There is no Raging Bull in Michael Cimino’s career, young film historians. You need to know that The Deer Hunter is a fantastically entertaining movie, but it’s not exactly Taxi Driver. (Of course, Taxi Driver is no King of Comedy, but try telling that to those who think Taxi Driver is a true portrait of a psychopath; Travis Bickle commits violence to save a teenage girl where as Rupert Pupkin commits violence just to become famous.) Michael Cimino spent about 50 million dollars making a western just a few years after Scorsese had spent about 40 million dollars making a musical. Neither a musical nor a western had been among the top grossing movies in almost a decade. Michael Cimino didn’t kill the western, but he is definitely among the unindicted co-conspirators that killed the American New Wave of cinema and ushered in the Blockbuster Age.
The spectacular failure of Heaven’s Gate was just the kind of nail that the heads of studios were looking for. Back in the old days, the head of a studio might guide his pet projects through the entire system of filmmaking. If there really was such a thing as an auteur in Hollywood, they had names like Zanuck, Warner and Cohn. But the guys heading the studios in the 70s were agents, hotel executives and even hairdressers. They wanted all the glory of making great movies and they were tired of bearded Bohemian directors taking all the credit and getting all the really good-looking girls.
It has been said that plenty of cocaine was available during the shooting of New York, New York and some of that was admitted by Martin Scorsese himself. Hollywood doesn’t mind your being a drug addict as long as you produce a profit. What Hollywood doesn’t like is the guy who thinks he’s some kind of artistic wunderkind who uses the movie business as if were his own private Disney World. Word got out that Michael Cimino spent tens of thousands throwing a party to celebrate having used up more film stock in the making of his movie about the Johnson County War than Stanley Kubrick had used in the making of The Shining. Both directors had set a record for film stock usage. The suits forgive Hollywood celebrities for being drug addicts, racists and even neo-Nazis, but there is one thing with which Hollywood studio execs will not truck: taking a crap on their money when the executive’s job is on the line.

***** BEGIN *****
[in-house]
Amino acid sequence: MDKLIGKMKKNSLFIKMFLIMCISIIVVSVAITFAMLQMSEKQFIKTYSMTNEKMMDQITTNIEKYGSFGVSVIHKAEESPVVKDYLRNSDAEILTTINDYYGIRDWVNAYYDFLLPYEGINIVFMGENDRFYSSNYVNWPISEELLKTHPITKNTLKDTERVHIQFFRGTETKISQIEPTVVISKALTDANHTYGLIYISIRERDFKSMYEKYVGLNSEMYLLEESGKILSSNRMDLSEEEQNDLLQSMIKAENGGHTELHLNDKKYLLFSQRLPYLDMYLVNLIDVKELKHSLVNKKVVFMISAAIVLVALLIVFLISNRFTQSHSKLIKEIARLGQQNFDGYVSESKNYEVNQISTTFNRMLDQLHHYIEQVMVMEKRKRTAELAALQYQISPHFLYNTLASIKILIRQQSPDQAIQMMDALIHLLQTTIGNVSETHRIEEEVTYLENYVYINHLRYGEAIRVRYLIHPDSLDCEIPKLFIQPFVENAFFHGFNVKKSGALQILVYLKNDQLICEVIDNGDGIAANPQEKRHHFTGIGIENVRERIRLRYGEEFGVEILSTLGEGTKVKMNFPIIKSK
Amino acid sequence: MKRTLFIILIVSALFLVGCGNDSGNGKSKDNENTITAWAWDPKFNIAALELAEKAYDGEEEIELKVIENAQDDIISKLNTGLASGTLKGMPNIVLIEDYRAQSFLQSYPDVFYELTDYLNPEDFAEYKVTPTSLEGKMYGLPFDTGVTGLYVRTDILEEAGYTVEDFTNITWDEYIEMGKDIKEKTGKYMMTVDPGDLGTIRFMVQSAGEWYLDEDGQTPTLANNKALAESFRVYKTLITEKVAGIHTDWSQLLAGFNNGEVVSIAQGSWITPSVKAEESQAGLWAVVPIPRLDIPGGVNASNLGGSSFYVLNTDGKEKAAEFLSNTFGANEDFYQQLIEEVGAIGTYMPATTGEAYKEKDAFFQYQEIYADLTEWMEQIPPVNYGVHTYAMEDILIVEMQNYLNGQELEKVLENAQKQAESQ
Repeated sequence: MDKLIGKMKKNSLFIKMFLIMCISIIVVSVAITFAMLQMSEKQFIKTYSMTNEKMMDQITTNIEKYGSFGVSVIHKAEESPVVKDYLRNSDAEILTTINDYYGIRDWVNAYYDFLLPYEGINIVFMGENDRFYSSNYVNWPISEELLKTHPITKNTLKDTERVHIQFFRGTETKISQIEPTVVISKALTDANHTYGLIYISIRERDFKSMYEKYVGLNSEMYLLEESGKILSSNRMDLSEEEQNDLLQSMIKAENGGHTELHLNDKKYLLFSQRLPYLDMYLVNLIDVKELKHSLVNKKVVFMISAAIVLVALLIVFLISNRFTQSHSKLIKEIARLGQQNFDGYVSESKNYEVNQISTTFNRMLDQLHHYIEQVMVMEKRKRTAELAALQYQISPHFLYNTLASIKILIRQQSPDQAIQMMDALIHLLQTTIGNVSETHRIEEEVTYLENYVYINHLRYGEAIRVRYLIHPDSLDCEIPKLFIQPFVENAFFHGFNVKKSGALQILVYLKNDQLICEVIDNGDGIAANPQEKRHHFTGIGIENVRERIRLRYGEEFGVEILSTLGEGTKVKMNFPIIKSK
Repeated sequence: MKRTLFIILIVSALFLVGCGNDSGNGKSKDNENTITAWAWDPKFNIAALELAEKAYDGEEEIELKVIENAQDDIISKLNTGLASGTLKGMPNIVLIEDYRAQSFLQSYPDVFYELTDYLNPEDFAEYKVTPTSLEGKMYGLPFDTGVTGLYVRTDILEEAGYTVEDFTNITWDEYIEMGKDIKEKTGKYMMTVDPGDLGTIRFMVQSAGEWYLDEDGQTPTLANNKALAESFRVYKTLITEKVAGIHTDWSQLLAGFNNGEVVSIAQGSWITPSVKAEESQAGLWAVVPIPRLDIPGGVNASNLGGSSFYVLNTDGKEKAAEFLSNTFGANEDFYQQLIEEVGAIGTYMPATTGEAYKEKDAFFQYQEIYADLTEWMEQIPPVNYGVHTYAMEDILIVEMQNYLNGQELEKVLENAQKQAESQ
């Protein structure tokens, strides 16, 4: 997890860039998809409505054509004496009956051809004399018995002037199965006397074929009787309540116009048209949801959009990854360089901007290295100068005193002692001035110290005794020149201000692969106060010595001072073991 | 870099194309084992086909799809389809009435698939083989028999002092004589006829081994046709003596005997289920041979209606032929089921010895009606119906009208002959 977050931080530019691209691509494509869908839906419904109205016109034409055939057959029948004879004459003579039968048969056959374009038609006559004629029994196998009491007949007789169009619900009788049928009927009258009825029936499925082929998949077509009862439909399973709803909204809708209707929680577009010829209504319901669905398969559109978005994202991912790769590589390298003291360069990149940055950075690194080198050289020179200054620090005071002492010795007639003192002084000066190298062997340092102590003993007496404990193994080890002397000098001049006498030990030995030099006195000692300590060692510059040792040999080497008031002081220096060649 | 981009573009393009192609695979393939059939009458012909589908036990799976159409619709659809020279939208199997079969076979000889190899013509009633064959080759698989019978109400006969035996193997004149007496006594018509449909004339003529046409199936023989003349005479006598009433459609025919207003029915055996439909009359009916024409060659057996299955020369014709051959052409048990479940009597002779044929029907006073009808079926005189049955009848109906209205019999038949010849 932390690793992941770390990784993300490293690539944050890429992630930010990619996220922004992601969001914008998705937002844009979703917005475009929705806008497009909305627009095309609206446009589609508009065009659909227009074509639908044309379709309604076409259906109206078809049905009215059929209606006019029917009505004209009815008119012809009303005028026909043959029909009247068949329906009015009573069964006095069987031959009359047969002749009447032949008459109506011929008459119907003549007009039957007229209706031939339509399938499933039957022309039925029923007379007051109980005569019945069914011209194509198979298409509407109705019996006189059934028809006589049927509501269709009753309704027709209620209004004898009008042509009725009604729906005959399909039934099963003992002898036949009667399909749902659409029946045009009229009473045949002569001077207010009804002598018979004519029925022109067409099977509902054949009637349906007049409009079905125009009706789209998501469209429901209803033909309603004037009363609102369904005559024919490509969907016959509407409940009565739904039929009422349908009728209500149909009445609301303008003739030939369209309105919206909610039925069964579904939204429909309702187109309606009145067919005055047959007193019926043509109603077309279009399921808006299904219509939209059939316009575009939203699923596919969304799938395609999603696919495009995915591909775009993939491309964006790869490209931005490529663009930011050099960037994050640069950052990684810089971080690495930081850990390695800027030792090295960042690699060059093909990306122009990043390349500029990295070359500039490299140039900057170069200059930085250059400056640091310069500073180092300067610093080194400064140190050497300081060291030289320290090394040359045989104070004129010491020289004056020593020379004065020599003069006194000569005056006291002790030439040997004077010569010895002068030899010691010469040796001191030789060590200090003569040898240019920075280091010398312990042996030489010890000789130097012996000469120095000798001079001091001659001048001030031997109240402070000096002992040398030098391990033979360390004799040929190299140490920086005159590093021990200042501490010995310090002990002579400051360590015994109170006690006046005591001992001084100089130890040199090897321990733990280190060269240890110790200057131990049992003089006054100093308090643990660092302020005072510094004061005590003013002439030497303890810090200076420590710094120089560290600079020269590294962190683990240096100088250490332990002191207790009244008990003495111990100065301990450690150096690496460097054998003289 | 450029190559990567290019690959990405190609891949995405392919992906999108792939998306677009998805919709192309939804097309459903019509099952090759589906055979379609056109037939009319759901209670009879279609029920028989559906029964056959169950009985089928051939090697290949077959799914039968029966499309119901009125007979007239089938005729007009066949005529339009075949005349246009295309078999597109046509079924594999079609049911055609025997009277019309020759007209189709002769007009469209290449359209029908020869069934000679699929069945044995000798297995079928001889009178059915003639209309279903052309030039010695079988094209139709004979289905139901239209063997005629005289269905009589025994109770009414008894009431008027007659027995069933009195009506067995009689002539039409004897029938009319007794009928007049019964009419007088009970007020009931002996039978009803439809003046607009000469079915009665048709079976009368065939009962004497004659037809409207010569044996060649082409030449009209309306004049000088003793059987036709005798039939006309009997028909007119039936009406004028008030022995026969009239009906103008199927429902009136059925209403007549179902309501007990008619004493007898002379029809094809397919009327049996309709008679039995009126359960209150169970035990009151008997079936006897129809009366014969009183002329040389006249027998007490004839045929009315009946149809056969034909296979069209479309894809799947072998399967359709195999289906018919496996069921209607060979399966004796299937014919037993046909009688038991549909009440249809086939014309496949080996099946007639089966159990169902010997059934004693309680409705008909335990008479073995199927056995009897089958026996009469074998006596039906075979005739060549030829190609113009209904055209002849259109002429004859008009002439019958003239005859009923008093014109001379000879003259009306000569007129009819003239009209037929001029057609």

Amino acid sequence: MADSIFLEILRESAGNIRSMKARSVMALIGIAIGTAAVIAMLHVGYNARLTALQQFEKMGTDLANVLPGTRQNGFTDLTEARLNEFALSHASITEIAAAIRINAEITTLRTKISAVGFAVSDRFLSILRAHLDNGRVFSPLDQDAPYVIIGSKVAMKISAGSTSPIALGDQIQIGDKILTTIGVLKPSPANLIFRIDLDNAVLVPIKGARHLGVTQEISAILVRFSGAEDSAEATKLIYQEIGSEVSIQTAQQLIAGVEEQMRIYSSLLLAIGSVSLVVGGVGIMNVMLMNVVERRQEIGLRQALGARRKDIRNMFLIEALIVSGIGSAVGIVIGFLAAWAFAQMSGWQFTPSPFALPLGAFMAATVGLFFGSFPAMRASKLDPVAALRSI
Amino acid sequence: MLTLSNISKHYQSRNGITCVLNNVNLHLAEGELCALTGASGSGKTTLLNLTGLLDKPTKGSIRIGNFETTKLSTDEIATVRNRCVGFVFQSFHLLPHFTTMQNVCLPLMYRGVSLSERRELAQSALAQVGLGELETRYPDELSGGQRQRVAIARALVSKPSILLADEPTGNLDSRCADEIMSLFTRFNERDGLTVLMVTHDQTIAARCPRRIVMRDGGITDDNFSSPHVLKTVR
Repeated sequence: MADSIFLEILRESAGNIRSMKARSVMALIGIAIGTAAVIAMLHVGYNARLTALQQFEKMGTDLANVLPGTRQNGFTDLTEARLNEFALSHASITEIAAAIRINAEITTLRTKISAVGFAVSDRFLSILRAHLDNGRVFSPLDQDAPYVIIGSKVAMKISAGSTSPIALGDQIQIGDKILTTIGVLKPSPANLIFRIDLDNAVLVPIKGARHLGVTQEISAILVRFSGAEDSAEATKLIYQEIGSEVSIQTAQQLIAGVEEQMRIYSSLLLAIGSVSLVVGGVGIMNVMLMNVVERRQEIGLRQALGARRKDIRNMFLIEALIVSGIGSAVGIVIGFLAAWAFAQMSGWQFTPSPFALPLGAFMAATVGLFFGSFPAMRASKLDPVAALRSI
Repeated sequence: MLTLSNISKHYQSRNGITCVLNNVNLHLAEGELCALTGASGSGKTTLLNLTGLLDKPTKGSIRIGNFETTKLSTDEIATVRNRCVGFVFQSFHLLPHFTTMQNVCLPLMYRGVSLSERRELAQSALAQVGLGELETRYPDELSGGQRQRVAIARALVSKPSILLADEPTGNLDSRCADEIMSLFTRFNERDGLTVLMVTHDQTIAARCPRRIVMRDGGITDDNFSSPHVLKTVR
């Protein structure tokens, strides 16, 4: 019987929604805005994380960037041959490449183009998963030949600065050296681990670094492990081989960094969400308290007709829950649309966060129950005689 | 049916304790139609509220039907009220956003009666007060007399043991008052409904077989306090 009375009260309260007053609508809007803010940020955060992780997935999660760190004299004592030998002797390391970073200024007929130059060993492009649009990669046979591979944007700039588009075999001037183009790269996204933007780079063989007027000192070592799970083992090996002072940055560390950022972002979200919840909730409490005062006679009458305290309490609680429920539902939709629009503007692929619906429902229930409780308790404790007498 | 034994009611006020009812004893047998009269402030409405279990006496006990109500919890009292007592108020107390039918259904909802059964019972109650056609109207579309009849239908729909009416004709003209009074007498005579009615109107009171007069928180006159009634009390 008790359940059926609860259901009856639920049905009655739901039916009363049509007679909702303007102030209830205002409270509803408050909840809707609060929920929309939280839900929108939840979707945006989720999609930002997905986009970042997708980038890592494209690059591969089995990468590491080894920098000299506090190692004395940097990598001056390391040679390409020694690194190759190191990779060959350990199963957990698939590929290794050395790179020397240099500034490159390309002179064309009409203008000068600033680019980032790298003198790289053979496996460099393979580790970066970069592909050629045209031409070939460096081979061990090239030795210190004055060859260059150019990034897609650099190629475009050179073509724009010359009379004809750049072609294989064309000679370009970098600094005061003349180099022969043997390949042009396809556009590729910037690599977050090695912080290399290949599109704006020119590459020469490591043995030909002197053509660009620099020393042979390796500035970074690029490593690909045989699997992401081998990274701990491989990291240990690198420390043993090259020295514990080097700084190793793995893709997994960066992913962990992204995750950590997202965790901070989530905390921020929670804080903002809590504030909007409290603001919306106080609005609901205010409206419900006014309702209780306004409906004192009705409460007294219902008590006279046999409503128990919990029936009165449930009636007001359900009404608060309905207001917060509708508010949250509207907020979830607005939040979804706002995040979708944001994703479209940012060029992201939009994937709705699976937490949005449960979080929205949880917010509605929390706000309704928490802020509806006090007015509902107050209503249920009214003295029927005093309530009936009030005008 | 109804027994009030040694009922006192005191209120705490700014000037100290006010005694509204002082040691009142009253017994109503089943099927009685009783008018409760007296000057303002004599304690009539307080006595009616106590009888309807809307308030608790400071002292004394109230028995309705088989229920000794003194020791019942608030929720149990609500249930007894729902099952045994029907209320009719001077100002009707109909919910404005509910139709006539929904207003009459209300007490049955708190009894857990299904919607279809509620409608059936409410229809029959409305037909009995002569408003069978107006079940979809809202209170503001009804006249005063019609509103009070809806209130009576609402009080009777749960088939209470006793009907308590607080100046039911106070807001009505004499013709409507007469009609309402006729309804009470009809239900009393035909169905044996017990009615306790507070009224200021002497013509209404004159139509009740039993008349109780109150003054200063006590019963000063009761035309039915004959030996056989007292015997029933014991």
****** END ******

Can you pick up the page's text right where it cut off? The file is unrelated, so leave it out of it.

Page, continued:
When Heaven’s Gate was released, you’d have thought Michael Cimino was Ed Wood instead of a guy who had made a movie all the critics fell over and the members of the Academy drooled over just a few years before. Heaven’s Gate may not have been an actual crime, but you wouldn’t know it from the reviews. Of course, most reviews were not about the movie itself. A strange thing happened in the wake of Cimino’s 50 million dollar western that had only happened once since The Godfather first hit America’s movie theaters. Martin Scorsese had taken his hit and in his cocaine-fueled nightmares saw a future that had nothing to do with being given millions to make movies. The critics conveniently overlooked the fact that Scorsese had made the most stylish movie of the year and that he had directed Robert DeNiro to the most memorable performance of the year. Scorsese had committed the ultimate crime: he used too much studio money to make a personal film. The reviews were not of his movie, but of Michael Cimino as a filmmaker.